Accused-appellants defense of frame-up cannot prevail over the prosecution witnesses positive testimonies on the conduct of a legitimate buy-bust operation against accused-appellant, coupled with the presentation in court of the corpus delicti. The testimonies of police officers, who caught accused-appellant in flagrante delicto, are usually credited with more weight and credence, in the absence of evidence that they have been inspired by an improper or ill motive, as compared to the accused's defenses of denial and frame-up, which have been invariably viewed with disfavor for the same can easily be concocted. In order to prosper, the defenses of denial and frame-up must be proved with strong and convincing evidence,which accused-appellant failed to produce in this case.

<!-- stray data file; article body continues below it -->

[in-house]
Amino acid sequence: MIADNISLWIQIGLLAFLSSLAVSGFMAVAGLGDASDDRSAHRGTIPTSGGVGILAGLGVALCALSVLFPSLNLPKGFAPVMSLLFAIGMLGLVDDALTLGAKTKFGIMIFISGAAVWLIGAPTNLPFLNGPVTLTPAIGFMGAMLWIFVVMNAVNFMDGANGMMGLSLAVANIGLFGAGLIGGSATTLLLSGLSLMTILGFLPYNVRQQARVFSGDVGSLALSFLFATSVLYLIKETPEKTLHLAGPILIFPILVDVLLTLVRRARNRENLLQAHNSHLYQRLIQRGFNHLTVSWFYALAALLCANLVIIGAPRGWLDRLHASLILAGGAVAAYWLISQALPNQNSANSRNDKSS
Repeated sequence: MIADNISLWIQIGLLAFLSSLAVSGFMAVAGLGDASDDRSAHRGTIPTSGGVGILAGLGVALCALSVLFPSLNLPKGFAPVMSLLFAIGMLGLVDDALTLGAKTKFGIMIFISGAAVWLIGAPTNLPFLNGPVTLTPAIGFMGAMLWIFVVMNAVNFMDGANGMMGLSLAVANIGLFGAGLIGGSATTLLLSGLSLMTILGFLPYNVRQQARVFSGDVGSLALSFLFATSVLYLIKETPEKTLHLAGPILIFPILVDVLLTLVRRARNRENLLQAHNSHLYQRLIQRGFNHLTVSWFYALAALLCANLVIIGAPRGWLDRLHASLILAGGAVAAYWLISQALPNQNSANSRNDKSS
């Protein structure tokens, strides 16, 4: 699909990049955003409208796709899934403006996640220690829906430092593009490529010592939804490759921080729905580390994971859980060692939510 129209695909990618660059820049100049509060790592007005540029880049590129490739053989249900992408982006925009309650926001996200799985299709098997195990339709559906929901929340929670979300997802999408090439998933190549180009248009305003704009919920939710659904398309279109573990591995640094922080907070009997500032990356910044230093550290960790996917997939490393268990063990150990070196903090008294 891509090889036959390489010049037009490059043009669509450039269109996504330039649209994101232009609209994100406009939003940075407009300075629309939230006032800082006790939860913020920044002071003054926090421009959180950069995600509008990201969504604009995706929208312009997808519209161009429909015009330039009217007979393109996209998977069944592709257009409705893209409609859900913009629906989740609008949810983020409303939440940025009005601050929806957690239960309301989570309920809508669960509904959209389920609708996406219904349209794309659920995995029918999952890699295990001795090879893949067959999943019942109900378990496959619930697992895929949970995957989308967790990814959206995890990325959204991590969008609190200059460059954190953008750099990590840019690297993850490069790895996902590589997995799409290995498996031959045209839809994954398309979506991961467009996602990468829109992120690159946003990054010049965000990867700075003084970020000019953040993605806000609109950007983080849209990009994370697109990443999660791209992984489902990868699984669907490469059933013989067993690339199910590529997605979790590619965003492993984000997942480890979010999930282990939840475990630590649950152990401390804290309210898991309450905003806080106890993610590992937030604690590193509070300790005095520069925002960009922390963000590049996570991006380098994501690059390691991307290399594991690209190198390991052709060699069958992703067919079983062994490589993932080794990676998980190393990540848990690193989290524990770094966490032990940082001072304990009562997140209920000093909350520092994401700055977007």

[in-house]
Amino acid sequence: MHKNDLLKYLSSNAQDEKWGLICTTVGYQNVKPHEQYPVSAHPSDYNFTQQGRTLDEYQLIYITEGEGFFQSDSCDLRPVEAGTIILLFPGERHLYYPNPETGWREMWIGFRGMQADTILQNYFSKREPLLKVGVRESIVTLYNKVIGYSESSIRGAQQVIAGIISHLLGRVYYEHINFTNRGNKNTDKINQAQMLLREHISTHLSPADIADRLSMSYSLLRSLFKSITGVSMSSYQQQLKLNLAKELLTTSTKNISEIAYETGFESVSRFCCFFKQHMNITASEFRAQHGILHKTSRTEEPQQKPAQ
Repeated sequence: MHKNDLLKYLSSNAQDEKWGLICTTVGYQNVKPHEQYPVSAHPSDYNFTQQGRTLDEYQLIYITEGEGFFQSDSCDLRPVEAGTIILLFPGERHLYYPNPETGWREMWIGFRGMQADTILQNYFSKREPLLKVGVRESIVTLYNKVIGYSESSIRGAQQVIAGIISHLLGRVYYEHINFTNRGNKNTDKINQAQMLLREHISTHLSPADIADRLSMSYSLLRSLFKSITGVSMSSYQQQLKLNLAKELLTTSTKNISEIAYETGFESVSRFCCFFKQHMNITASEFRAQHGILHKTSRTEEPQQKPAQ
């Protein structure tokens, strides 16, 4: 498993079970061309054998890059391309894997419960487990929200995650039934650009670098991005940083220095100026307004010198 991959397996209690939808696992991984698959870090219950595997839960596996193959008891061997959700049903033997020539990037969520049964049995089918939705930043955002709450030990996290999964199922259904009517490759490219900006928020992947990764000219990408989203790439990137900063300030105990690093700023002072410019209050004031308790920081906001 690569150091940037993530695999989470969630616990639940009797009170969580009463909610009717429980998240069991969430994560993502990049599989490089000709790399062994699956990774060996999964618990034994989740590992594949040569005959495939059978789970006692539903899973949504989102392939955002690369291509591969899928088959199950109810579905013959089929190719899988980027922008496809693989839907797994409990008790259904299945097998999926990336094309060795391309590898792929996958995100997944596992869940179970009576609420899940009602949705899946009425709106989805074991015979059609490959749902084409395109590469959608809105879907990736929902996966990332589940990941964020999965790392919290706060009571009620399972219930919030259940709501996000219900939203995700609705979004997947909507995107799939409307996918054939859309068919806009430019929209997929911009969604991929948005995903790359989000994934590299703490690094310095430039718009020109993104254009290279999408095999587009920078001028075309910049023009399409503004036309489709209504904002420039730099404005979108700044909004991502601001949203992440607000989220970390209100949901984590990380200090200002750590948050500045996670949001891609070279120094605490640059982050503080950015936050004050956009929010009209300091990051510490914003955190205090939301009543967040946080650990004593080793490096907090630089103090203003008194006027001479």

As aptly pointed out by both the RTC and the Court of Appeals, accused-appellant could have bolstered his defenses by presenting witnesses who could attest that he was, in fact, a "confidential informant" or an "asset" of the police, or who could corroborate the existence of Danny Contreras. Accused-appellant's assertion that all evidence to exculpate him is in the custody of the police is only too convenient and fails to convince the Court to waive away the requisite burden of evidence. There is absolute lack of reason or motive for the police, and even Judge Bagagfian, to turn against accused-appellant, an alleged police informant/asset, and launch a concerted and elaborate plan to put accused-appellant in jail. DENIED.